Around 29 million Britons could be entitled to a payout after being overcharged for their smartphones, if a landmark claim by consumer champion Which? is successful.
According to Which?, consumers could be owed a collective £482.5 million in damages from multi billion-dollar tech giant Qualcomm.
Which? believes Qualcomm has breached UK competition law by taking advantage of its dominance in the patent-licensing and chipset markets. The result is that it is able to charge manufacturers like Apple and Samsung inflated fees for technology licences, which have then been passed on to consumers in the form of higher smartphone prices.
Which? is seeking damages for all affected Apple and Samsung smartphones purchased since 1st October 2015. It estimates that individual consumers could be due up to £30 depending on the number and type of smartphones purchased during that period, although it is expected at this stage that most consumers would receive around £17.
Qualcomm has already been found liable by regulators and courts around the world for similar anticompetitive behaviour and Which? is urging Qualcomm to settle this claim without the need for litigation by offering consumers their money back.
Which?’s legal action could help millions of consumers get redress for Qualcomm’s anticompetitive abuse. This is possible because of the opt-out collective action regime that was introduced by the Consumer Rights Act 2015.
It has been near impossible for individual consumers to take on big companies like Qualcomm in the past, but the collective regime opened the door for Which? to represent consumers where large numbers of people have been harmed by anticompetitive conduct.
This action is vital to obtain redress for consumers and to send a clear message to powerful companies like Qualcomm, that if they engage in harmful, manipulative practices, Which? stands ready to take action.
Anabel Hoult, CEO of Which?, said:
“We believe Qualcomm’s practices are anticompetitive and have so far taken around £480 million from UK consumers’ pockets – this needs to stop. We are sending a clear warning that if companies like Qualcomm indulge in manipulative practices which harm consumers, Which? is prepared to take action.
“If Qualcomm has abused its market power it must be held to account. Without Which? bringing this claim on behalf of millions of affected UK consumers, it would simply not be realistic for people to seek damages from the company on an individual basis – that’s why it’s so important that consumers can come together and claim the redress they are entitled to.”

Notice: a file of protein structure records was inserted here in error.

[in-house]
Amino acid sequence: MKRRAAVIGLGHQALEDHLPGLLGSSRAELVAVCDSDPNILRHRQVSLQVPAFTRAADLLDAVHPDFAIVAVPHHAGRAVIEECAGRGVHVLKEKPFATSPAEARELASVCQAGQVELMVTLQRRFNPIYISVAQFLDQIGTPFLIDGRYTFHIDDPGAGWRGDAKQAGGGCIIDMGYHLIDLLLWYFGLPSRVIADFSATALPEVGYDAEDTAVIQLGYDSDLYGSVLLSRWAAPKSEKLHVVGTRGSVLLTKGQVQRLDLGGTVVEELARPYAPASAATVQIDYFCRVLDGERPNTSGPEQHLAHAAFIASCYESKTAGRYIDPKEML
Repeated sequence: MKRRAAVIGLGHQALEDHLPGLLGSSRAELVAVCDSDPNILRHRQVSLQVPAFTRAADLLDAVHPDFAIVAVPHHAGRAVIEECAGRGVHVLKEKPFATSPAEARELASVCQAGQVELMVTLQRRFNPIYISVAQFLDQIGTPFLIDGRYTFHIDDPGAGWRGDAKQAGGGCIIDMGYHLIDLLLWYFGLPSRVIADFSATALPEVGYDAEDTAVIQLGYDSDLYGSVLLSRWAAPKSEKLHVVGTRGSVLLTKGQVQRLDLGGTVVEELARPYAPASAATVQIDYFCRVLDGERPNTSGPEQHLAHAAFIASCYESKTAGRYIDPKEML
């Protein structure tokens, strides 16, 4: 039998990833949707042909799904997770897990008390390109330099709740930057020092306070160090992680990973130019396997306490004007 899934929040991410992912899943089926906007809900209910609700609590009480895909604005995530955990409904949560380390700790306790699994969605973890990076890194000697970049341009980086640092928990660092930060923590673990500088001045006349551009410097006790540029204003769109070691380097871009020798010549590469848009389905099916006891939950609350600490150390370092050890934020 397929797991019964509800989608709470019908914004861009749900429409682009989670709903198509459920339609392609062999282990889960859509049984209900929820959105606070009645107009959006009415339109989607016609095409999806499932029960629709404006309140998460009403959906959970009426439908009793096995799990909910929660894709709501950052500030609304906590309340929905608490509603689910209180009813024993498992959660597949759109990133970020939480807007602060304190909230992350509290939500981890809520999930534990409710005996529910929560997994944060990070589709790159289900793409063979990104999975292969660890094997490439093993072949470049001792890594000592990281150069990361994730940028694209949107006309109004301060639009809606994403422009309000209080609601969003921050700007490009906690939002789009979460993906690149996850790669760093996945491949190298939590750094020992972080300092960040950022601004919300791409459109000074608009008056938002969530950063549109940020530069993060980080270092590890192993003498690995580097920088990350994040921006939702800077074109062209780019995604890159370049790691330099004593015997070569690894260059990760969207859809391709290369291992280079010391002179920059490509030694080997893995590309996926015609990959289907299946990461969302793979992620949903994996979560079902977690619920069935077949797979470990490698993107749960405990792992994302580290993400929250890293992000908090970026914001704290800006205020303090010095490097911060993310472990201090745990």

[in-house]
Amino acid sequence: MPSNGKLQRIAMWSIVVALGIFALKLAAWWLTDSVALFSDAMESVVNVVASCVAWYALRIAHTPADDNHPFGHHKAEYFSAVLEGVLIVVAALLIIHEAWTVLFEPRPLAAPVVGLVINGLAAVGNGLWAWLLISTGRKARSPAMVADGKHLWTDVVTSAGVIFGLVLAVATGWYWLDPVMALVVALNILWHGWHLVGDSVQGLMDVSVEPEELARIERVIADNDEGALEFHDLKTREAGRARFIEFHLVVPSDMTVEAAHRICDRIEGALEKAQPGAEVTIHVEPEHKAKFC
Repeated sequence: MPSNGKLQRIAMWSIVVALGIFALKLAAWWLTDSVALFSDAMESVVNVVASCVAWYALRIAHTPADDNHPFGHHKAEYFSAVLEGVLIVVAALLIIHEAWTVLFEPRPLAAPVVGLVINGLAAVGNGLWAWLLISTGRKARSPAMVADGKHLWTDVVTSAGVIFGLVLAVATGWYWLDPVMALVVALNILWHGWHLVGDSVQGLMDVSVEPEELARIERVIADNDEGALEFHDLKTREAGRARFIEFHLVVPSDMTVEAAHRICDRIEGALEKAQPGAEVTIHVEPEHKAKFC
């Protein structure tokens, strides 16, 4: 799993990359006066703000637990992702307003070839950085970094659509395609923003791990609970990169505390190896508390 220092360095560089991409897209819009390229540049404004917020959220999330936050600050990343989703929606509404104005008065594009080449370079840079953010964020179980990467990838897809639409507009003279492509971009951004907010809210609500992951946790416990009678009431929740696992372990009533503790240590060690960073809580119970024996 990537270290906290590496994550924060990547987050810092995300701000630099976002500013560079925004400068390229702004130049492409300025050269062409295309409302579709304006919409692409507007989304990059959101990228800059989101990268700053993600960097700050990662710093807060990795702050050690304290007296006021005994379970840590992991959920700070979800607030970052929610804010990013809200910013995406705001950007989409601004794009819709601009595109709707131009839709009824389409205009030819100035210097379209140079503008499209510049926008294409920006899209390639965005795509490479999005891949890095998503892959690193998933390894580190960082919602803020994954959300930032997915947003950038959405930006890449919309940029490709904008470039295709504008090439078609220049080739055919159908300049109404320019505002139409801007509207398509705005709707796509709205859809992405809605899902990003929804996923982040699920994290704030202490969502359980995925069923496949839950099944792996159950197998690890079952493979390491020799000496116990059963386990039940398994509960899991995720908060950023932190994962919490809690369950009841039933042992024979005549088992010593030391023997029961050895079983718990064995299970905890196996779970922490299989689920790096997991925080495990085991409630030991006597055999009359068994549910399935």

Visit www.smartphoneclaim.co.uk to find out more about the claim and sign up for campaign updates.
Notes to editors
Background on the legal case
Which? has launched legal action against US tech giant Qualcomm on behalf of UK consumers who have purchased Apple and Samsung smartphones since 1 October 2015 – to win them back around £480 million in damages stemming from Qualcomm’s anticompetitive behaviour.
Which?’s claim will state that Qualcomm employs two harmful and unlawful practices:
It refuses to license its patents to other competing chipset manufacturers and,
it refuses to supply chipsets to smartphone manufacturers, such as Apple and Samsung, unless those companies obtain a separate licence and pay substantial royalties to Qualcomm.
Together, it is argued that these abuses enable Qualcomm to charge Apple and Samsung higher fees for the licences for its patents, than would be the case if Qualcomm behaved lawfully. Which? believes that Qualcomm is using its market power to obtain an unlawfully gained advantage in its negotiations with manufacturers which enable it to insist on charging artificially high fees for its patents.
Qualcomm also insists that it is paid fees by smartphone manufacturers even when they don’t use Qualcomm chipsets in their smartphones and use another chipset instead. That raises the manufacturing costs of all smartphones, which are ultimately passed on to consumers, meaning that consumers have paid more for smartphones than they should have done.
Collective proceedings involve a claim brought by a class representative on behalf of a defined group of persons who have suffered loss as a result of a breach of competition law. Similar legal action has also been taken against Qualcomm in Canada and the US.
A number of competition authorities worldwide have investigated and, in some cases, fined Qualcomm for anticompetitive behaviour including the European Commission and authorities in South Korea and Taiwan. Some of these fines have been overturned on appeal, and some continue to be litigated.
Which?’s claim will automatically include consumers that purchased particular models of Apple or Samsung smartphones, either direct from the manufacturer or from a network operator or smartphone retailer since 1 October 2015. Depending on the number and models of phones purchased, each class member could be entitled to between £5 and £30 in damages.
There is no guarantee that compensation will be made available in the future – the case must first be won in the Competition Appeal Tribunal, unless an earlier settlement is agreed.
Now the case has been filed, the next step will be for Which? to obtain permission from the Competition Appeal Tribunal to act as class representative and for the claim to proceed on a collective basis.
Which? is the UK’s consumer champion, here to make life simpler, fairer and safer for everyone. Our research gets to the heart of consumer issues, our advice is impartial, and our rigorous product tests lead to expert recommendations. We’re the independent consumer voice that influences politicians and lawmakers, investigates, holds businesses to account and makes change happen. As an organisation we’re not for profit and all for making consumers more powerful.